Seon Meditation: One of the first things you’ll do on the second day, besides waking up brutally early, is take part in Seon (Zen in Japan) meditation. During this time, a participant will take part in the practice of Seon meditation in the Seon meditation hall. It’s at this time, at least it’s hoped, that the participant will inch that much closer to finding their true self through samadhi.
Community Work in Korean Buddhism: One of the final activities that you’ll participate in during your stay is community work at the temple. It’s during this time that both residents and visitors to the temple help in maintaining and keeping the temple clean. This activity helps in the practice of community, self-reflection, and communing with nature.
Other Temple Stay Activities: Besides participating in a tea ceremony, there are several other activities you might take part in at any number of temples throughout Korea.
a.) One is lotus lantern making. This activity symbolizes ones sincere wish to light up the universe with wisdom and compassion, while driving away the darkness of ignorance.
b.) Another activity is participating in a Buddhist lecture. During this time, Buddhist culture will be explored and explained.
c.) Yet another is making Buddhist beads. This activity highlights the importance and centrality of self-reflection in Buddhism.
d.) And yet another activity is walking the temple grounds, which typically contains beautiful scenic views of the Korean Peninsula.
e.) Finally, Buddhist yoga or martial arts (i.e. Golgulsa Temple) can be yet another activity that can be enjoyed during your Templestay. Both activities encourage harmony between the body and the mind that can ultimately lead to enlightenment.
If you’ve never been to a Korean Buddhist temple, or the Templestay program for that matter, you might not know what is expected of you at a temple. Like some things that are Korean, it may not be all that clear. So I thought I would share some of the things that are expected of you etiquette-wise at a Korean Buddhist temple.
Perhaps the easiest thing to figure out is what you should wear to a temple. Because a Korean Buddhist temple is a holy place for Buddhists to worship, visitors should dress appropriately, which means that your clothes should be clean, neat, and conservative. So what does this mean more broadly? It means that a person’s clothes shouldn’t be too colourful or revealing like sleeveless tops, miniskirts, or short shorts. Also, heavy make-up, strong perfumes, or excessive accessories should be avoided, as well. And bare feet inside a temple hall are not allowed.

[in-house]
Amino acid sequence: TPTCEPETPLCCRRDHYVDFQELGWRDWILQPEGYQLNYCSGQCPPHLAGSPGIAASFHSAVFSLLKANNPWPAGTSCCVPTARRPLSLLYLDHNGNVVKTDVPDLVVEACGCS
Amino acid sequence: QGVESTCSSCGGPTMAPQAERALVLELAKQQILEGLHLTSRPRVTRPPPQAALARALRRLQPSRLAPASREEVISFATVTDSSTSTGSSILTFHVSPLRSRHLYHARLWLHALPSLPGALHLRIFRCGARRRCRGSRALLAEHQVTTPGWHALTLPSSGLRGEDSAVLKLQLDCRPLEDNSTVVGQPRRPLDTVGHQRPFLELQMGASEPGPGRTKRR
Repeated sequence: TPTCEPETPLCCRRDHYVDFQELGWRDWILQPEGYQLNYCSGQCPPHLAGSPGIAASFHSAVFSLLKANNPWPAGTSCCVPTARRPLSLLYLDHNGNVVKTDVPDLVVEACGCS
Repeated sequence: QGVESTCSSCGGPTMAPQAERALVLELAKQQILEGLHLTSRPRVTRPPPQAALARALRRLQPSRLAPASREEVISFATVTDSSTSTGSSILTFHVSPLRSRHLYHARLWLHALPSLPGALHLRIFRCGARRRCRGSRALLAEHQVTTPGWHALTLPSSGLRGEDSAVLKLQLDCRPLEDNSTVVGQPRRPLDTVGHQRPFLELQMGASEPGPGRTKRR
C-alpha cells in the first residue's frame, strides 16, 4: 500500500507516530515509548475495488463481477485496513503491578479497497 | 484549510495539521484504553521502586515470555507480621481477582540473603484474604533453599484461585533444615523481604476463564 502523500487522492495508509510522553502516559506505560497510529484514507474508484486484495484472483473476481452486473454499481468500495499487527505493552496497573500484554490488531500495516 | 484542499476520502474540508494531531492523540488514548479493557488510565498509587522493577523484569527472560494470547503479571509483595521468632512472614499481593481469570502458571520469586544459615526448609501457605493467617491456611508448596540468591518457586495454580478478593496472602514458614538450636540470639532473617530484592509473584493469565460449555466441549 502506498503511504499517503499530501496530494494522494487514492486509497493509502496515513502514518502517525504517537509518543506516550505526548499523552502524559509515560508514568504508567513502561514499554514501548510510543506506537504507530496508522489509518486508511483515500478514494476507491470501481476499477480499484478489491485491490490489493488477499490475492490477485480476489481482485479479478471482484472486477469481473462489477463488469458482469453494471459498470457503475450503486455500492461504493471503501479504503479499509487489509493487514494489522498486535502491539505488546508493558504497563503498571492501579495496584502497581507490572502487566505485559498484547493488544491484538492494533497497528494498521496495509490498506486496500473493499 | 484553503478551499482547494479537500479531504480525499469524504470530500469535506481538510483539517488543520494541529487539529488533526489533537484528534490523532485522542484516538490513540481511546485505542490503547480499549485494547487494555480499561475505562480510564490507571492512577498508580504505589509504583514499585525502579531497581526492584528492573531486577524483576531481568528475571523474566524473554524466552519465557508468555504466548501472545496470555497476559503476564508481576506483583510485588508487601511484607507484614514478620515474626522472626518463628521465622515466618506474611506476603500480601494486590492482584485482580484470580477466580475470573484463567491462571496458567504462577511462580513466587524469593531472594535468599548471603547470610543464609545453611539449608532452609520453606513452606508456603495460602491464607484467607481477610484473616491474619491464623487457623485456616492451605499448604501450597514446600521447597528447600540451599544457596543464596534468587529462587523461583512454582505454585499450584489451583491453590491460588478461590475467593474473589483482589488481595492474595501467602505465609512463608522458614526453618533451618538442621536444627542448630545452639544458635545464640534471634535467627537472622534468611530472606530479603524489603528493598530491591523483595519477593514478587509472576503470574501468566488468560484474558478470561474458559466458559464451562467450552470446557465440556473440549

As for a visitors behaviour, one should be both quiet and mindful of others. So it should go without saying that speaking loudly, running, shouting, singing, or playing music are off-limits. Also, one should refrain from drinking alcohol, eating meat, or smoking tobacco while on temple grounds. I know, a bit of a no-brainer, but you’d be surprised. Finally, and especially during a temple stay, men and women should avoid intimacy during their visit.
Specifically, while in a temple hall, there are things you should and shouldn’t do. One thing you shouldn’t do, unless you have permission, is to take pictures inside temple halls. At a temple hall, there are three entrances. The one in the centre is reserved for monks, while the ones to the left and right are used by temple visitors. Also, you’ll need to take off your shoes before entering a hall. When you enter the hall, and if you feel comfortable in doing it, you should bow to the Buddha with your palms together. This should be repeated when you leave the hall, as well. Worship in the centre of the hall is for monks only, so you’ll usually see groups of people to the right and left of the centre. Also, you shouldn’t lie down in the hall, have your back to the main altar, or sit in the doorway. Finally, you shouldn’t pass in front of others that are praying.
If you must, and there’s no way around them, you should pass both quietly and quickly with your palms together. If you follow all these etiquette rules, your stay at a Korean Buddhist temple should be both a fulfilling and rewarding stay.